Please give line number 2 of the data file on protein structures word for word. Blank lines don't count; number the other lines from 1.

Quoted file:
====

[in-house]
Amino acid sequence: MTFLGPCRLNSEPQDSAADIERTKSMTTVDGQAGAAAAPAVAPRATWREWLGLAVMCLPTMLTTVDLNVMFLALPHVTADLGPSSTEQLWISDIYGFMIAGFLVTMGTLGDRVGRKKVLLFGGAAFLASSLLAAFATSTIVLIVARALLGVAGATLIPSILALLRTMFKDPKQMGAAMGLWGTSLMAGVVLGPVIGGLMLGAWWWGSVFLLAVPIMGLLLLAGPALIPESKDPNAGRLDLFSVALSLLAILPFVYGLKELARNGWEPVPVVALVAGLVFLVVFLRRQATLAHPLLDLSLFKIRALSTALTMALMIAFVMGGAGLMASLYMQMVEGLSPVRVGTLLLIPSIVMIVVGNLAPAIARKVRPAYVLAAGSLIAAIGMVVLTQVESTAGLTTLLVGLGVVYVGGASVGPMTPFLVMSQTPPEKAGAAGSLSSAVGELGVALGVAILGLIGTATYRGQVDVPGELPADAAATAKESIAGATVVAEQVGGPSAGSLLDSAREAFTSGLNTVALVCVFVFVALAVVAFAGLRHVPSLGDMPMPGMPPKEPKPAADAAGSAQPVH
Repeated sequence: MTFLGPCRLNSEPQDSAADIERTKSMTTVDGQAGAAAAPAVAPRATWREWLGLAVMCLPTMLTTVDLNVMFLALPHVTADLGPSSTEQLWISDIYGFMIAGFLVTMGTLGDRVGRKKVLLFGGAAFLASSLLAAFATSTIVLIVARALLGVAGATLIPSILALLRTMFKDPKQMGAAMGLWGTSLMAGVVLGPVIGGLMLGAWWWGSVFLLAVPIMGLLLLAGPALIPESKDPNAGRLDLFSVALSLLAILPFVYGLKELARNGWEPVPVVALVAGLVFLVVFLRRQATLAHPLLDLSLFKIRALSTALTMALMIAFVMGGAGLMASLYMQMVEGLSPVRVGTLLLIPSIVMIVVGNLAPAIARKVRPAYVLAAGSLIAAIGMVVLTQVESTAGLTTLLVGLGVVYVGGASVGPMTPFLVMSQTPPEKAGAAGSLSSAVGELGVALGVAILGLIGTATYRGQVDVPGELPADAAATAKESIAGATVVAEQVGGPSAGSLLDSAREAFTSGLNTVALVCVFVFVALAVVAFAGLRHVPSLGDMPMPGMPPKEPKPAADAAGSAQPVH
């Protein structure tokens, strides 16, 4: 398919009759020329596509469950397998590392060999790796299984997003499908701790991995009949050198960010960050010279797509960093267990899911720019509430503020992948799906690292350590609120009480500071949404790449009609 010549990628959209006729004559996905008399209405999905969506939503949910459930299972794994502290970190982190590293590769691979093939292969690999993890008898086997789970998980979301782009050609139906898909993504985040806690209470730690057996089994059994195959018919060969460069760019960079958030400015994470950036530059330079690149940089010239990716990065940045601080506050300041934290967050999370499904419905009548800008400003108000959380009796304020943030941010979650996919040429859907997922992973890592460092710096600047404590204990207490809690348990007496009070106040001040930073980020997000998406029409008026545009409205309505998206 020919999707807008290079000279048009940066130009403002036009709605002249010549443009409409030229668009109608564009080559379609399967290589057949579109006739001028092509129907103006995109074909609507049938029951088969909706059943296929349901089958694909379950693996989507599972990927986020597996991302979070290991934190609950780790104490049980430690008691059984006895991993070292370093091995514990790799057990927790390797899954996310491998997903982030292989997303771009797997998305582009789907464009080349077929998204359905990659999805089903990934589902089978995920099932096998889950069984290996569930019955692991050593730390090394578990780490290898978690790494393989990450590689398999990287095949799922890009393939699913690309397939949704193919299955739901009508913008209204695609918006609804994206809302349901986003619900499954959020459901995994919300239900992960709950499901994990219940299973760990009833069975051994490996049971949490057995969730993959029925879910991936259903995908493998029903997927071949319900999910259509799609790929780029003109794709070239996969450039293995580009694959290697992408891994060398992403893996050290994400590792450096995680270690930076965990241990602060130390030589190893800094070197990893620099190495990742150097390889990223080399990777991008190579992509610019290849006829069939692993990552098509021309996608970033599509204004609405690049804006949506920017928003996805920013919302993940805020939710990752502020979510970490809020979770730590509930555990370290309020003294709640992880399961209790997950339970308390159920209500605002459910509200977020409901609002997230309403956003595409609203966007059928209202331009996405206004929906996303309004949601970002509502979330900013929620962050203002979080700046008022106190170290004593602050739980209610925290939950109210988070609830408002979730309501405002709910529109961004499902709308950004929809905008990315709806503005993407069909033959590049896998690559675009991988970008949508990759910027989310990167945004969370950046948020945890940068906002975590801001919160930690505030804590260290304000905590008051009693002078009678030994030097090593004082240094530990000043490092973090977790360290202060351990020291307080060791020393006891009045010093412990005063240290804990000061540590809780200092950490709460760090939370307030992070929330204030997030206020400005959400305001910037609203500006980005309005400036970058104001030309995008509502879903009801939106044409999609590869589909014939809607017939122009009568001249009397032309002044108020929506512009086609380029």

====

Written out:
Amino acid sequence: MTFLGPCRLNSEPQDSAADIERTKSMTTVDGQAGAAAAPAVAPRATWREWLGLAVMCLPTMLTTVDLNVMFLALPHVTADLGPSSTEQLWISDIYGFMIAGFLVTMGTLGDRVGRKKVLLFGGAAFLASSLLAAFATSTIVLIVARALLGVAGATLIPSILALLRTMFKDPKQMGAAMGLWGTSLMAGVVLGPVIGGLMLGAWWWGSVFLLAVPIMGLLLLAGPALIPESKDPNAGRLDLFSVALSLLAILPFVYGLKELARNGWEPVPVVALVAGLVFLVVFLRRQATLAHPLLDLSLFKIRALSTALTMALMIAFVMGGAGLMASLYMQMVEGLSPVRVGTLLLIPSIVMIVVGNLAPAIARKVRPAYVLAAGSLIAAIGMVVLTQVESTAGLTTLLVGLGVVYVGGASVGPMTPFLVMSQTPPEKAGAAGSLSSAVGELGVALGVAILGLIGTATYRGQVDVPGELPADAAATAKESIAGATVVAEQVGGPSAGSLLDSAREAFTSGLNTVALVCVFVFVALAVVAFAGLRHVPSLGDMPMPGMPPKEPKPAADAAGSAQPVH